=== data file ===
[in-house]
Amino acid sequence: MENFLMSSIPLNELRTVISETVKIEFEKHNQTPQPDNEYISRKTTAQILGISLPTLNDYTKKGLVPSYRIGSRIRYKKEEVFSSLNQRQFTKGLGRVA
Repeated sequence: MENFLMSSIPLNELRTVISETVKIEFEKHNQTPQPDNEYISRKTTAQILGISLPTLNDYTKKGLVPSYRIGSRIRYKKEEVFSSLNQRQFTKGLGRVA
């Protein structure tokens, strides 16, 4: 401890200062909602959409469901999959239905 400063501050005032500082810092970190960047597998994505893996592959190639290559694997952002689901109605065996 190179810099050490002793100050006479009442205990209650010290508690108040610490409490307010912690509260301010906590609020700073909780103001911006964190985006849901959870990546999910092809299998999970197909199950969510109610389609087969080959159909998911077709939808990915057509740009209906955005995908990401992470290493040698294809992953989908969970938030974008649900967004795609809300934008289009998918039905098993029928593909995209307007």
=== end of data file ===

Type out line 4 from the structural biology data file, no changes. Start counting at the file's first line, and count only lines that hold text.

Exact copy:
């Protein structure tokens, strides 16, 4: 401890200062909602959409469901999959239905 400063501050005032500082810092970190960047597998994505893996592959190639290559694997952002689901109605065996 190179810099050490002793100050006479009442205990209650010290508690108040610490409490307010912690509260301010906590609020700073909780103001911006964190985006849901959870990546999910092809299998999970197909199950969510109610389609087969080959159909998911077709939808990915057509740009209906955005995908990401992470290493040698294809992953989908969970938030974008649900967004795609809300934008289009998918039905098993029928593909995209307007």